[Correction added on 14 March 2016, after first online publication: Dr. S. KANNAN, was initially added as part of the authorship. However, due to his request and after further confirmation, he has been omitted in this version.]
Novel luminescent silica nanoparticles (LSN): p53 gene delivery system in breast cancer in vitro and in vivo
Version of Record online: 27 MAY 2012
© 2012 The Authors. JPP © 2012 Royal Pharmaceutical Society
Journal of Pharmacy and Pharmacology
Volume 68, Issue 3, pages 305–315, March 2016
How to Cite
Rejeeth, C. and Salem, A. (2016), Novel luminescent silica nanoparticles (LSN): p53 gene delivery system in breast cancer in vitro and in vivo. Journal of Pharmacy and Pharmacology, 68: 305–315. doi: 10.1111/j.2042-7158.2012.01547.x
- Issue online: 17 APR 2016
- Version of Record online: 27 MAY 2012
- Received February 17, 2012; Accepted April 18, 2012
- DST-NANOMISSION. Grant Number: DST No. SR/NM/NS-60/2010
- Ministry of Science & technology and UGC-NON-SAP. Grant Number: G2/6966/UGC NON-SAP (Zoology)/2010
- breast cancer;
- nonviral vector;
Objectives Mutations in the p53 tumor suppressor gene are one among the most common genetic abnormalities to be described in breast cancer. However, there are a few recant reports on non-viral vector-mediated p53 gene delivery in breast cancer.
Methods A new formulation of luminescent silica nanoparticles (LSNs) for gene delivery was produced by the two-step method with slight modification.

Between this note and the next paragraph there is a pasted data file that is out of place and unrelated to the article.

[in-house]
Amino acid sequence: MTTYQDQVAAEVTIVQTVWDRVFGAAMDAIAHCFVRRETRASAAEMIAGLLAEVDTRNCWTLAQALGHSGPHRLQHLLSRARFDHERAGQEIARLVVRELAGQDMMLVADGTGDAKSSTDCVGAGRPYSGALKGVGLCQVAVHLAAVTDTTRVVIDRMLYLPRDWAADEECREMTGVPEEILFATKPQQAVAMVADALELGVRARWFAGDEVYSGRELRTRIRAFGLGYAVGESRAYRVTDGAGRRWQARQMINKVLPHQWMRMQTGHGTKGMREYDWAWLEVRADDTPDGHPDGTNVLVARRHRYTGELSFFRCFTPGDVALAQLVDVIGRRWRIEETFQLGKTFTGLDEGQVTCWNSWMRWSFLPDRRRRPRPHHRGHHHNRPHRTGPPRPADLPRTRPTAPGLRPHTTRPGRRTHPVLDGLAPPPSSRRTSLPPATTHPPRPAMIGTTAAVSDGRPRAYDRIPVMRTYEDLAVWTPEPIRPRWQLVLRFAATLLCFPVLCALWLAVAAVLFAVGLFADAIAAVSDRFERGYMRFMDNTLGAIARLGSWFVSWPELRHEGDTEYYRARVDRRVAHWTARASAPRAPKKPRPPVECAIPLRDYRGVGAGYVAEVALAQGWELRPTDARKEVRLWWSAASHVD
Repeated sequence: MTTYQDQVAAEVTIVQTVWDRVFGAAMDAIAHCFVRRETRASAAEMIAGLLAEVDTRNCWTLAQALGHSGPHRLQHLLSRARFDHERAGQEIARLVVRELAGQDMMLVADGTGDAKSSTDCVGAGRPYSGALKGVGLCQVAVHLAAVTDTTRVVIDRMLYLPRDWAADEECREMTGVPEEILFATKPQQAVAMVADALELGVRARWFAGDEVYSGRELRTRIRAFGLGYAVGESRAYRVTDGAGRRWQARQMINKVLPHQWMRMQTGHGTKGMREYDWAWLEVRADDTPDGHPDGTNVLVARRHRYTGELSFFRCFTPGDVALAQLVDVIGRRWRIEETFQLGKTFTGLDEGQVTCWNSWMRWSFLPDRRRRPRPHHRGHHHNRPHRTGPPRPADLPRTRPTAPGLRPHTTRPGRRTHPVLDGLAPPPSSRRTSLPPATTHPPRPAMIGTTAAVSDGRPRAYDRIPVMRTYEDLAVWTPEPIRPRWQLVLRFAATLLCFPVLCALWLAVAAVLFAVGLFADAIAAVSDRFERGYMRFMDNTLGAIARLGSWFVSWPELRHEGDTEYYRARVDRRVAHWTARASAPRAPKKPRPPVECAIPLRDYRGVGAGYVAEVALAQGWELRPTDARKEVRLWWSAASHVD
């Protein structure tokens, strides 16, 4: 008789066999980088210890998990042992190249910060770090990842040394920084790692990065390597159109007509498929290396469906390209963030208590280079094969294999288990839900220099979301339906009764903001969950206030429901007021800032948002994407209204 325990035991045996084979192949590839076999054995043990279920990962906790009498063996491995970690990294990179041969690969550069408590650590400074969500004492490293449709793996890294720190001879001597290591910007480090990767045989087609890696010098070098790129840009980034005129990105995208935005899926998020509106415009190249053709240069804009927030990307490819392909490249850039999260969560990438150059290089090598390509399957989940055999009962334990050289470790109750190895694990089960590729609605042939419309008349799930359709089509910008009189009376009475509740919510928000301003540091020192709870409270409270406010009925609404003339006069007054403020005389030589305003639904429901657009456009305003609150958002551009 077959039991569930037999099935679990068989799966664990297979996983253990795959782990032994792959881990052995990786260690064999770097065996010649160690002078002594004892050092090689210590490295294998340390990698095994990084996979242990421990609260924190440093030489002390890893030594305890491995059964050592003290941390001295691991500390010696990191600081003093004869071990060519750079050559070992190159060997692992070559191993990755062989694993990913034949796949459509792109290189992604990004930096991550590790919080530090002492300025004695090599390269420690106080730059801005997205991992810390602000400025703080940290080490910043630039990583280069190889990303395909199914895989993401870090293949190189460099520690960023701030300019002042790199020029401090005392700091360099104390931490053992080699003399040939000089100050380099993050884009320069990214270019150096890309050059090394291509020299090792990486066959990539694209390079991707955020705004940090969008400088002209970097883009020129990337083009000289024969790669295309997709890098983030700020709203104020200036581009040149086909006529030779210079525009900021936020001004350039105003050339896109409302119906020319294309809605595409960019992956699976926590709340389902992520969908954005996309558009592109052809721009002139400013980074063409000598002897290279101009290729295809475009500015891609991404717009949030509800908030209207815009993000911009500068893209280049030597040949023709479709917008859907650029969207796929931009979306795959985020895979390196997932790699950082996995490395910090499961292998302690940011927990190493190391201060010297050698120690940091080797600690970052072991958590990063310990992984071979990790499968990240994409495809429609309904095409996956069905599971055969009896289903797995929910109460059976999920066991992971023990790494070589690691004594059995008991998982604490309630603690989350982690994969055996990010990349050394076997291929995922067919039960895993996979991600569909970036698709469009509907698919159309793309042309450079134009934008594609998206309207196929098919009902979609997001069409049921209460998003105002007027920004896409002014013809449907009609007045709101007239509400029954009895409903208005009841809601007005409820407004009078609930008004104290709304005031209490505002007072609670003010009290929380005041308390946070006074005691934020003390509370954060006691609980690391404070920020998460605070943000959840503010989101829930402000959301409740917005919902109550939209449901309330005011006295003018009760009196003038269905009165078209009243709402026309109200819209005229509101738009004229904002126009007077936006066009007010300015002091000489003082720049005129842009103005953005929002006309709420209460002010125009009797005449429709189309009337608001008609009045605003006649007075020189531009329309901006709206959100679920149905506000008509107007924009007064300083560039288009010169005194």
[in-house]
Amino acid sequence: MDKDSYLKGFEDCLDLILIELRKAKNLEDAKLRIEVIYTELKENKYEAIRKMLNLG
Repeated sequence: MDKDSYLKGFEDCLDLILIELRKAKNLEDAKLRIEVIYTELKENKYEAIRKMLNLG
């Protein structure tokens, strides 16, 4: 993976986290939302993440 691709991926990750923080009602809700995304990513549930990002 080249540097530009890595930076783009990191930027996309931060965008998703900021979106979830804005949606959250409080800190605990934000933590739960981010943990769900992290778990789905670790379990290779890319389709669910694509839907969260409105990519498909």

Key findings The pp53 plasmid constructs (p53-EGFP)/LSNs complexes were transfected into human breast cancer cell (MCF-7) and transfection efficiency was determined by FACS analysis. The gene expression was determined by reverse transcription-polymerase chain reaction (RT-PCR) and Western blot analysis respectively. Further the growth inhibition through induced apoptosis with pp53-EGFP/LSNs complex were assessed by trypan blue exclusion assay and annexin V staining, respectively. Interestingly the in vivo biodistribution of plasmid DNA study revealed the occurrence was investigated by PCR and RT-PCR. The transfection efficiency of LSNs showed the highest transfection efficiency among the LSN formulation was higher than that of commercially available Lipofectin®. The LSNs-mediated transfection of the p53 gene resulted in efficient high level of wild-type p53 mRNA and protein expression levels in MCF-7 cells. Selected tissues were analyzed for any potential toxicity by histological analysis the efficient reestablishment of wild-type p53 function in breast cancer cells restored the p53 dependent apoptotic pathway.
Conclusions Taken together, our results reveal that cationic LSN-mediated p53 gene delivery may have potential application as a non-viral vector-mediated breast cancer gene therapy due to its effective induction of apoptosis and tumor growth inhibition.